Mental Health: Defeating Distractions – Part 2: Internal Distractions
This post continues a discussion of managing distractions to maximize efficiency when working on tasks. If you missed Part 1, check it out here.
Attention span refers to how long someone can sustain attention, focus, and concentrate when working on a task. Different people have different natural attention spans, and the amount of time we can spend working on a task will be different for each person and for different situations. It will depend on many different things, including
Task Factors. A major factor that can influence your ability to concentrate is task difficulty. It’s common to “zone out” if a task is very easy, but very difficult and challenging tasks can also make it hard for some people to focus. Another factor is level of familiarity with the task. A new task might hold our interest and therefore our attention better, while very familiar tasks can become automatic and allow our mind to easily wander.
Environmental Factors. Your environment matters a lot. Think about whether your physical surrounding is new or familiar (in this case, familiar and boring environments are best), if there are background distractions (such as sights, sounds, or movements), and what your personal comfort level is like (such as room temperature or the seat’s softness).
Individual Factors: Our internal state of mind and physical state can have big impacts on attention span. It can be easier or harder to sustain focus based on how awake or fatigued we feel, how relevant or interesting we find the task, whether or not we’ve eaten recently, whether or not we have a headache, what else is going in life that’s on our minds, and potentially hundreds of other factors that influence our ability to concentrate in the moment.
Managing internal distractions: Distractibility delay
Some of the most common distractions when we’re working are the thoughts that pop into our heads. Especially when working on something boring or unpleasant, it’s tempting to simply stop what we’re doing and shift focus to the new thought or new task right away. We might worry about forgetting the new idea and not following through at all. Does that experience sound familiar? Some people are less aware they they’ve stopped working, and almost get “lost” in these distracting thoughts.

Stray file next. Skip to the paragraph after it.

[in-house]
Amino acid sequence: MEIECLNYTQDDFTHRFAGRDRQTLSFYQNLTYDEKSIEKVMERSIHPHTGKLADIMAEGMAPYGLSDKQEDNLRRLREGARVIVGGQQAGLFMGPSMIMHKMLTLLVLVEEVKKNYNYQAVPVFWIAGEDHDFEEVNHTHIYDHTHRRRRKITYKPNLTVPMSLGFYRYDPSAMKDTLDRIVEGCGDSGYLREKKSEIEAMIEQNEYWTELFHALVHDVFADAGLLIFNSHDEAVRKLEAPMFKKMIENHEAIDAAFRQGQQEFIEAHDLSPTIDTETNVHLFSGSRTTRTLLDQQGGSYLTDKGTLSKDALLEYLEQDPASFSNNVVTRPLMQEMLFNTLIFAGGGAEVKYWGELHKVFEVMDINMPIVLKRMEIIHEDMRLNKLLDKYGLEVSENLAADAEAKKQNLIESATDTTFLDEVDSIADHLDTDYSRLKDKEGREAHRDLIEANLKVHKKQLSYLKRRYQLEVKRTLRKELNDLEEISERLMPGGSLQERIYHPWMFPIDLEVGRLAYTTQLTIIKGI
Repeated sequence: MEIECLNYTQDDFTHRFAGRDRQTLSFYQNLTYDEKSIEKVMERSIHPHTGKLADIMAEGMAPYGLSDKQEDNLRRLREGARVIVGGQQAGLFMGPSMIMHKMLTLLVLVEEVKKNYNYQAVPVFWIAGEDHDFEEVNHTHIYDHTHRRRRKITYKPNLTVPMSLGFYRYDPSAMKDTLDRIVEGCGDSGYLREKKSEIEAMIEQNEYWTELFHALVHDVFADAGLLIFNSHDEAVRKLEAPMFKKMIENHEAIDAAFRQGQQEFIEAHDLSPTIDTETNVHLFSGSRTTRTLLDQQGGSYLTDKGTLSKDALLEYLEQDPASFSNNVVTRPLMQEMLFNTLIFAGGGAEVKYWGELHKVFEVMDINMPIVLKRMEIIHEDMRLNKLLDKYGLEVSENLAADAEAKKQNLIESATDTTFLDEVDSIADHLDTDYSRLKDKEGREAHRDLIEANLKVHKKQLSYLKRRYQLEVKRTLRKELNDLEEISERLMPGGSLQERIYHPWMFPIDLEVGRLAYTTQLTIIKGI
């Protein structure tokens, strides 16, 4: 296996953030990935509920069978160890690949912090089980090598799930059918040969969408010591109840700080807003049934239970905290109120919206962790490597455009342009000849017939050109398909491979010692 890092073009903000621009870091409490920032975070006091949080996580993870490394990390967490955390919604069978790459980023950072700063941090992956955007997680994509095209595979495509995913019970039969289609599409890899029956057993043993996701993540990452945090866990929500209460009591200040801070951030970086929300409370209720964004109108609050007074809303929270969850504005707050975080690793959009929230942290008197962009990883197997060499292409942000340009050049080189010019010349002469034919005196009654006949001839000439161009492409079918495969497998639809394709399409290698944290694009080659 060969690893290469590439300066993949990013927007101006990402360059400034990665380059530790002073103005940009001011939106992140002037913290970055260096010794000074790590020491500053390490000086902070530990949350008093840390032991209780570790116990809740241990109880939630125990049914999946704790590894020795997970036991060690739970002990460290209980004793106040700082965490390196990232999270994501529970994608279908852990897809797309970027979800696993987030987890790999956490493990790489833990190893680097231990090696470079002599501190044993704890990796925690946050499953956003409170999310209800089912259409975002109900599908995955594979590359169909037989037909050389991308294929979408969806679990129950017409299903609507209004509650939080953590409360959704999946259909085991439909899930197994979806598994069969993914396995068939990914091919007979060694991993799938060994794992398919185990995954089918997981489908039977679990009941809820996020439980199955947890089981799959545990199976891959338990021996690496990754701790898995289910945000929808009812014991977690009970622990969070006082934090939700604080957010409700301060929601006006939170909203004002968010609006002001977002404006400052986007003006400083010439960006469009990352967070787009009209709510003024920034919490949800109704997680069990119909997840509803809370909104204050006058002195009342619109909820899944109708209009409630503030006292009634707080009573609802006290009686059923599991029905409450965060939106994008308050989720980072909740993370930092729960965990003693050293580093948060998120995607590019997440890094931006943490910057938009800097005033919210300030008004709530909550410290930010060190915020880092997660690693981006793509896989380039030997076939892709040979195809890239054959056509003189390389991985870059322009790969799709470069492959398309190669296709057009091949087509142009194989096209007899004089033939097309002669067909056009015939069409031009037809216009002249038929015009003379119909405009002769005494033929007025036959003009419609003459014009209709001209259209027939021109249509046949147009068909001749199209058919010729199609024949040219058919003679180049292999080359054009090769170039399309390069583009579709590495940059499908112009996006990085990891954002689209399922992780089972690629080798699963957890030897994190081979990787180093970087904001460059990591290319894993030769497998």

A simple yet effective way to minimize these internal distractions is to use the distractibility delay. The distractibility delay technique allows us to move these thoughts out of our heads and “park them” somewhere else so they’re not forgotten. Then, we can return focus to the task at hand. All this requires is a timer and something to write with (such as a piece of paper or a notes app on your phone or computer). Have these materials ready when you’re starting to work on a boring or unattractive task.
When you are ready to start your task, set a timer for a pre-determined amount of time (for example, 20 minutes… we recommend starting small). Whenever any distracting thought pops into your head, quickly write down a few keywords, but don’t take action on the thought or new task at this time. Instead, return your focus to the original task. Repeat this process until the task is completed, or until you’ve done as much work on it as you set out to do.
When the timer goes off, look at the list and decide if anything you wrote down needs your attention. You might decide to take care of one or more items right away. Or you can add the task to your to-do list or planner so you will remember it later. Or, you might realize the thought or idea wasn’t all that important, and it was have just been your mind’s way of taking a break from the boring or unattractive task. After you’ve decided what to do with the distracting thoughts, be sure to throw out the slip of paper or delete the note. That prevents us from collecting multiple to-do lists (which gets confusing and increases the chances of overlooking an important task). Also, disposing of this temporary list can provide a sense of accomplishment: “I made progress on this unpleasant task, and I didn’t let distractions get in the way.”
I hope you’ll try the distractibility delay next time you sit down to work on something that requires focus. You’ll probably find it’s really hard at first to nudge your attention back to the task at hand. Like everything, this technique usually becomes easier with more repetition and practice. It can also be helpful to have a few positive and motivating thoughts ready to say to yourself during the unpleasant task, to make it easier to let go of those distracting thoughts for now. Some examples include:
- “I’ll worry about this later when I have time to focus on it,” or
- “This is not a top priority right now,” or
- “I won’t forget this if I write it down. I will definitely come back to it.”
Keeping the right mindset and trying something new can make a big impact on our concentration and efficiency when working on tasks.